This week in JAMA, the ABIM and the entire ABMS member board structure received scathing repudiations in letters from Carlos J Cardenas, MD, President of the Texas Medial Association, and Bradley D. Freeman, MD from the Department of Surgery at Washington University School of St. Louis in Medicine. Here’s a snippet from Dr. Cardena’s letter:
As Dr Johnson pointed out, self-regulation is a core attribute of the learned professions. It encompasses the responsibility and authority to establish and enforce standards of education, training, and practice. Physicians routinely defend that responsibility and authority in advocating against the intrusion of all third parties (such as government, private insurers, or hospital administrators) into the practice of medicine.
However, as evidenced by their comments at the Texas Medical Association and American Medical Association House of Delegates and at the committee hearings on SB 1148, many physicians today simply do not acknowledge the certifying boards as “self.” They are, instead, profit driven organizations beholden to their own financial interests. The MOC process is too expensive, requires physicians to take too much time away from their patients and families, and, most importantly, lacks sufficient research to document the benefits to patient care. Many physicians say the information studied and tested has little applicability to their day-to-day practice.
Thus, the certifying boards, for all their talk of ensuring physician competence in a world of rapidly expanding scientific and clinical knowledge, are not “self.” In fact, they are one of the outsiders intruding into the practice of medicine.
Until and unless the boards acknowledge their position as outsiders and completely overhaul their processes, finances, and lack of transparency, physicians in Texas and across the nation will have no choice but to continue to seek statutory defenses against these third-party intrusions into the medical profession.
In reply, Dr. David H. Johnson, former member of the ABIM Board of Directors from 2007 to 2015 (and its Chair from 2013-2015) and author of the original JAMA article entitled “Maintenance of Certification and Texas SB 1148: A Threat to Professional Regulation” attempted to defend ABIM’s actions. He parroted these tired ABIM talking points while referencing the ABIM website or blog:800,000 physicians “choose” ABMS Board certification (as if they have a choice if they want to get a job) The reorganized their personnel to assure “more than 70% of current ABIM governance members spend more than half their time in clinical care.” (as if that addresses the ABIM’s actions) How they “rolled out” every 2-year “Knowledge Check-Ins” (so we could be distracted from patient care even more frequently) And most of all, assured physicians of ABIM’s transparency by referring the reader to their website and “Guidestar Platinum designation” (which they pay for and create themselves), calling this the “good faith effort certifying boards are taking to address the concerns of Cardenas and Freeman.”
We should not be surprised that a massive $2 billion dollar a year industry would do MANY things to protect its income stream and avoid responsibility for its actions against practicing US physicians. Here’s a short list of EVEN MORE things Dr. Johnson failed to mention the ABIM and the ABMS member boards have done since the MOC controversy arose over five years ago to cover their tracks:Sold the ABIM Foundation’s luxury $2.3 million dollar condominium at a loss Offshored millions of our dollars to the Cayman Islands Authorized Cristine Cassel, MD a $1.2 million golden parachute as she left for the National Quality Forum in 2013 under Dr. Johnson’s leadership Said goodbye the Eric Holmboe, MD, the unlicensed physician “Medical Director” of the ABIM now works at the ACGME. Changed the ABIM Foundation webpage to erase the fact that they had claimed it was created in 1999 for the purpose of “defining medical professionalism” while giving our money to their favorite institutions and causes without generating revenue for itself (other than investments). Claimed that the ABIM “only” took $55 million from ABIM diplomates to create their ABIM Foundation from 1990-2007, when, in fact, they took well over $78 million for their personal and political purposes. Fired their long-time auditor because of the tax fraud that has taken place for years. Ended their contract with their long-time lobbyist (reported as a “consultant”) after this improper expenditure for a 501(c)(3) organization was exposed. Said goodbye to their much-loved felonious “Director of Test Security” that helped organize a “sting” operation against vulnerable residents attempting to study for their board examination and closed his division in the organization The ABMS member boards are making even more changes now, creating a whole new “Vision Commission” that plans to spend countless hours creating the next bureaucratic boondoggle for themselves at our expense. Thanks to the entire ABIM Board of Directors’ lack of leadership and oversight, the ABIM is likely insolvent (video).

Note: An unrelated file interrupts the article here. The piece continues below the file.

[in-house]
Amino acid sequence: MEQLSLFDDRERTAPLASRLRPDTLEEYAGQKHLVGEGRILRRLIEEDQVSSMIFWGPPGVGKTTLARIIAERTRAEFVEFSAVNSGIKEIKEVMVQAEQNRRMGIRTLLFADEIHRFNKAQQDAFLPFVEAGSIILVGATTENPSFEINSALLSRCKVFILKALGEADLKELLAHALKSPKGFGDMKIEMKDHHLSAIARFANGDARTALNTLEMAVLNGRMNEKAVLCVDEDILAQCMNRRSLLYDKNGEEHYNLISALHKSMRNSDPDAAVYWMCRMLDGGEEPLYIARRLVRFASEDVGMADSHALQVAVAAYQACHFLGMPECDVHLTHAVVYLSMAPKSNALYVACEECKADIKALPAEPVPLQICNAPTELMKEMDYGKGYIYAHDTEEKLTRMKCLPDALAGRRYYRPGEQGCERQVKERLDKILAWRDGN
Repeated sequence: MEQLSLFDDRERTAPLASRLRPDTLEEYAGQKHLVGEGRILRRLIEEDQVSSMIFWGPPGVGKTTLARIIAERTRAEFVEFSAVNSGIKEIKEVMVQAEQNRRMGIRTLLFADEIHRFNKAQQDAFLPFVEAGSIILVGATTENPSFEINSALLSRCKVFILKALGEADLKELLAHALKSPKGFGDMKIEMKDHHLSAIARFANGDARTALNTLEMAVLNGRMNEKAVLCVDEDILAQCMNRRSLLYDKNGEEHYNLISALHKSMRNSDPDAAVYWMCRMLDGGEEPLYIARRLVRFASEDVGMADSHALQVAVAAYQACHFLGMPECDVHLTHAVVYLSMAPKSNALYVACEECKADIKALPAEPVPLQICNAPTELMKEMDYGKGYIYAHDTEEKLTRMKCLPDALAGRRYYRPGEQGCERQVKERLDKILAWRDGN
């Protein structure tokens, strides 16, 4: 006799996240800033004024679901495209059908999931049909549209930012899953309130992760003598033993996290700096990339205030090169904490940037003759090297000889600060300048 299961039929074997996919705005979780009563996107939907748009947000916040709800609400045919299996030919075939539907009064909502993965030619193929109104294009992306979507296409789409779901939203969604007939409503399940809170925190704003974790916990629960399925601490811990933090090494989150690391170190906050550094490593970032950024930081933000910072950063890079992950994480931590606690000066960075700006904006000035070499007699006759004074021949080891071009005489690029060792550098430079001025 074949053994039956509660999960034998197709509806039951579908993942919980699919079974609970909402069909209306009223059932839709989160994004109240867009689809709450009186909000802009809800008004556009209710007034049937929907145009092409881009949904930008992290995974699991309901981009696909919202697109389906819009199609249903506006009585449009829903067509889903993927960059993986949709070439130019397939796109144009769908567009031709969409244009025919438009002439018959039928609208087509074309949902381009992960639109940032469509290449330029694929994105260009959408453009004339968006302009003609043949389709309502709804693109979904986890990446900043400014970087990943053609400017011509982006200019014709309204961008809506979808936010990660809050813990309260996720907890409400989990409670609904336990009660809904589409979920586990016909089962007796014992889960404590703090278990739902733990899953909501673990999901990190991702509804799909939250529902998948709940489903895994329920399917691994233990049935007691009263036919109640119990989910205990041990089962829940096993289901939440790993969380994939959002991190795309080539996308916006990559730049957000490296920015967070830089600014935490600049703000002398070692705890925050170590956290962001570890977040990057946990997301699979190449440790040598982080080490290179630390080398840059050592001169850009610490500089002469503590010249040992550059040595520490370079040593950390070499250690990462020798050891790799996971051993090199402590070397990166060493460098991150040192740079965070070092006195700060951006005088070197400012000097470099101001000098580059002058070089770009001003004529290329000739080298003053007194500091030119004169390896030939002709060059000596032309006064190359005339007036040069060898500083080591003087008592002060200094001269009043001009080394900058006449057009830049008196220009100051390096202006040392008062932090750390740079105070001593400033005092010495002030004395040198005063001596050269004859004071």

Dr. Johnson should know all of these points, but chose to ignore these details in his reply letter in JAMA. He would likely claim he was constrained to add these points by a word count given to each respondent. Yet by failing to mention the past and current financial and political transgressions of the ABIM that he helped direct, Dr. Johnson, the ABIM, and all ABMS member boards represent the antithesis of what credible professional self-regulation should embody and should remain responsible for their actions going forward.
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